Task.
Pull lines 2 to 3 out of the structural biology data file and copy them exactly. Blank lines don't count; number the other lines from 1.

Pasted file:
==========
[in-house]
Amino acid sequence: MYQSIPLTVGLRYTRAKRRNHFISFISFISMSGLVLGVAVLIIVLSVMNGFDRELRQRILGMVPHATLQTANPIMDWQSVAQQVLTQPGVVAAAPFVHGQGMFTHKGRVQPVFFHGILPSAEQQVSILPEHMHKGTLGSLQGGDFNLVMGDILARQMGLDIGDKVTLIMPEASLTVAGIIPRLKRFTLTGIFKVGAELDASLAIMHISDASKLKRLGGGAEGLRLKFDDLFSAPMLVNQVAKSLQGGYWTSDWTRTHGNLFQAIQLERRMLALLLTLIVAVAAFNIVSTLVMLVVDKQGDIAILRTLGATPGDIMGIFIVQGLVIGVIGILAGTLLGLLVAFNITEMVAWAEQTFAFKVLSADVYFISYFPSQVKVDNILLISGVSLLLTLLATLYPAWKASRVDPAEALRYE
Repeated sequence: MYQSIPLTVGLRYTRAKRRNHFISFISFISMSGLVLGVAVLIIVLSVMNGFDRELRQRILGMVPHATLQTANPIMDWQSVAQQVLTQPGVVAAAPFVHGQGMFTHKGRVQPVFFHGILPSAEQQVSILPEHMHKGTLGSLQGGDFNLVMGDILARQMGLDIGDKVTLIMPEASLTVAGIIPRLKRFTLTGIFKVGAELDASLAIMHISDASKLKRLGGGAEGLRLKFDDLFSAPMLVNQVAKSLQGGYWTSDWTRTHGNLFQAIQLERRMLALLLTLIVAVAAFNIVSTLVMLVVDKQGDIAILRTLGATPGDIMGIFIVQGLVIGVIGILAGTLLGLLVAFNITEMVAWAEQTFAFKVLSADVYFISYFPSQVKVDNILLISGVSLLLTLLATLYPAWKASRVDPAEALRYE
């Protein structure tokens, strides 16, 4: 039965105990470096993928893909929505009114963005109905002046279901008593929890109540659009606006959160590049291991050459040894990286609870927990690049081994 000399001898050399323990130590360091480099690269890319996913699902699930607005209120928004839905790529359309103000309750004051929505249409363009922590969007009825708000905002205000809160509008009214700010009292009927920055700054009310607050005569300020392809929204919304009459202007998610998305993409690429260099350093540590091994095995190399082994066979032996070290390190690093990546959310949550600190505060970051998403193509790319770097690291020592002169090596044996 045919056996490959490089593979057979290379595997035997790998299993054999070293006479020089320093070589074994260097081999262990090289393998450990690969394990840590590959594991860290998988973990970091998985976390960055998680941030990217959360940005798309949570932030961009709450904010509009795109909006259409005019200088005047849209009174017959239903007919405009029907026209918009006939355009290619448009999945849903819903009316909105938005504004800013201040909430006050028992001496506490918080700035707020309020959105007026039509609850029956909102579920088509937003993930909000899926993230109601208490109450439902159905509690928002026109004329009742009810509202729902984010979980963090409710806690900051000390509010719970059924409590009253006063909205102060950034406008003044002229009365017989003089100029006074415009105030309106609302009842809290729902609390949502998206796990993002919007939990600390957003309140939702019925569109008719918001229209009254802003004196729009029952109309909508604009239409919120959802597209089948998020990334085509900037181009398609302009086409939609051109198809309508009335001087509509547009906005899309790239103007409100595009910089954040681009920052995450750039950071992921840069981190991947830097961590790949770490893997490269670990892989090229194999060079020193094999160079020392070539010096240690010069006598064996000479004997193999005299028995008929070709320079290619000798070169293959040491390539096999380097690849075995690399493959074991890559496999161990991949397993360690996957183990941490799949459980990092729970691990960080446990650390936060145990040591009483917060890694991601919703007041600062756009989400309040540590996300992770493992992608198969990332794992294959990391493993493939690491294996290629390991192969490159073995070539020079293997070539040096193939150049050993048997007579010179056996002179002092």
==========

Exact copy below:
Amino acid sequence: MYQSIPLTVGLRYTRAKRRNHFISFISFISMSGLVLGVAVLIIVLSVMNGFDRELRQRILGMVPHATLQTANPIMDWQSVAQQVLTQPGVVAAAPFVHGQGMFTHKGRVQPVFFHGILPSAEQQVSILPEHMHKGTLGSLQGGDFNLVMGDILARQMGLDIGDKVTLIMPEASLTVAGIIPRLKRFTLTGIFKVGAELDASLAIMHISDASKLKRLGGGAEGLRLKFDDLFSAPMLVNQVAKSLQGGYWTSDWTRTHGNLFQAIQLERRMLALLLTLIVAVAAFNIVSTLVMLVVDKQGDIAILRTLGATPGDIMGIFIVQGLVIGVIGILAGTLLGLLVAFNITEMVAWAEQTFAFKVLSADVYFISYFPSQVKVDNILLISGVSLLLTLLATLYPAWKASRVDPAEALRYE
Repeated sequence: MYQSIPLTVGLRYTRAKRRNHFISFISFISMSGLVLGVAVLIIVLSVMNGFDRELRQRILGMVPHATLQTANPIMDWQSVAQQVLTQPGVVAAAPFVHGQGMFTHKGRVQPVFFHGILPSAEQQVSILPEHMHKGTLGSLQGGDFNLVMGDILARQMGLDIGDKVTLIMPEASLTVAGIIPRLKRFTLTGIFKVGAELDASLAIMHISDASKLKRLGGGAEGLRLKFDDLFSAPMLVNQVAKSLQGGYWTSDWTRTHGNLFQAIQLERRMLALLLTLIVAVAAFNIVSTLVMLVVDKQGDIAILRTLGATPGDIMGIFIVQGLVIGVIGILAGTLLGLLVAFNITEMVAWAEQTFAFKVLSADVYFISYFPSQVKVDNILLISGVSLLLTLLATLYPAWKASRVDPAEALRYE